The United Kingdom’s F-35 Jets are About to Become Even More Deadly

January 9, 2021 Topic: Security Region: Europe Blog Brand: The Buzz Tags: BritainMilitaryJetsWarF-35

The United Kingdom’s F-35 Jets are About to Become Even More Deadly

Thanks to the Spear 3 missile.

The United Kingdom’s F-35s will be equipped with a small but powerful new surface-to-ground missile in the near future: the Spear 3 missile, manufactured by MBDA, a European arms manufacturer, stands for Selective Precision Effects At Range and hints at the missile’s unique capabilities.

In an announcement posted to the MDBA website, the company elaborated on the details of the £550 million ($747 million) deal with the UK Ministry of Defense, stating “SPEAR will be the main medium-to-long-range strike weapon of the UK F-35 combat aircraft, enabling them to defeat challenging targets such as mobile long-range air defence systems at over-the-horizon ranges in all weathers and in highly contested environments.”

Here’s what makes the missile so deadly.

Spear 3

The missile itself is a stand-off weapon that is relatively small, about two meters, or six feet in length, and lightly tipping the scales at around one hundred kilos, or about twenty-two pounds. MBDA advertises the missile as efficient and cost-effective, and thanks to the missile's small payload size and relatively low explosive power, MBDA claims that collateral damage is significantly minimized.

Thanks to the Spear’s pop-out wings, the stand-off missile has a range of about 140 kilometers, or 87 miles. Given the missile’s diminutive size, it can be carried on pylons in packs of up to three, affording a higher total number of munitions per pylon.

As of now, the Spear is compatible only with the F-35B, the short take-off and vertical-landing variant of the F-35 stealth fighter family, though that is likely to change in the future. In addition to eight internally-carried Spear missiles, the F-35 could carry at least six more missiles externally on underwing pylons, though at the cost of significantly degraded stealth capabilities. MBDA artwork also shows Eurofighter Typhoons outfitted with a whopping sixteen Spear missiles in addition to external fuel tanks and additional air-to-air missiles.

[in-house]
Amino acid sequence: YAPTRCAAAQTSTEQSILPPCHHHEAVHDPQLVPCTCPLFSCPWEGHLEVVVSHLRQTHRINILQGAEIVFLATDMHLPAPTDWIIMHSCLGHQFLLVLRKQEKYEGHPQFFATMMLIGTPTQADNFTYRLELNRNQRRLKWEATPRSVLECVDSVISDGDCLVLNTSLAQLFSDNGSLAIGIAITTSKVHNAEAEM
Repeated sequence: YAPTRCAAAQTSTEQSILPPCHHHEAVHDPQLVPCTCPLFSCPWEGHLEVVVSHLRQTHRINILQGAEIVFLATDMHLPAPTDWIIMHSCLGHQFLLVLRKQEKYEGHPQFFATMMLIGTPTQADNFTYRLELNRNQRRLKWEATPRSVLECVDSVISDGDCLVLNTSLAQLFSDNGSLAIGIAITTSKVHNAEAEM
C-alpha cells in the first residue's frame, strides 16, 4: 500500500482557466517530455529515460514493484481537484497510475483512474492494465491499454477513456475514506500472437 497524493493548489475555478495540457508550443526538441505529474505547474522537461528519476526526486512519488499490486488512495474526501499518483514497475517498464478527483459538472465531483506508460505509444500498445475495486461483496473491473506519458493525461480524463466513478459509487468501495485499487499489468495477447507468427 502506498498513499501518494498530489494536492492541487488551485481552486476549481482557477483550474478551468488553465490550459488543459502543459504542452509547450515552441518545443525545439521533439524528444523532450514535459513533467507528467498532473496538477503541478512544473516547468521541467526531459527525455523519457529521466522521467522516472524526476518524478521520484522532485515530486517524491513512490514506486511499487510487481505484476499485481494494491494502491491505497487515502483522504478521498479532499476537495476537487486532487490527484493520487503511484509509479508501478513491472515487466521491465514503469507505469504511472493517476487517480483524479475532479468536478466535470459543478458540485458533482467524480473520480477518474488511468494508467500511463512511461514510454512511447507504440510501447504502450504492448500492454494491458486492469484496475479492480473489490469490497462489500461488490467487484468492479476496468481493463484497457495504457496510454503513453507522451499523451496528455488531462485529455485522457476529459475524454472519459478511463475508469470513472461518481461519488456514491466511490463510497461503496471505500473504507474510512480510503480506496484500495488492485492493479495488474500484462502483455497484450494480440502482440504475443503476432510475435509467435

Artwork released by the company shows multiple Spear missiles being released simultaneously, a nod to the interconnected and networked nature of the missile. The Spear will use both a GPS as well as an inertial navigation system and a multimode seeker to lock onto targets.

Spear Sharpening

Though the Spear missile is not yet ready for service, the seven-year deal struck with the Ministry of Defense covers additional weapon testing and integration onto British aircraft that, if adhered to, will see the first missiles built sometime in 2023. In the meantime, the Ministry of Defense is quietly sharpening its spears.

Caleb Larson is a Defense Writer with The National Interest. He holds a Master of Public Policy and covers U.S. and Russian security, European defense issues, and German politics and culture.

Image: Reuters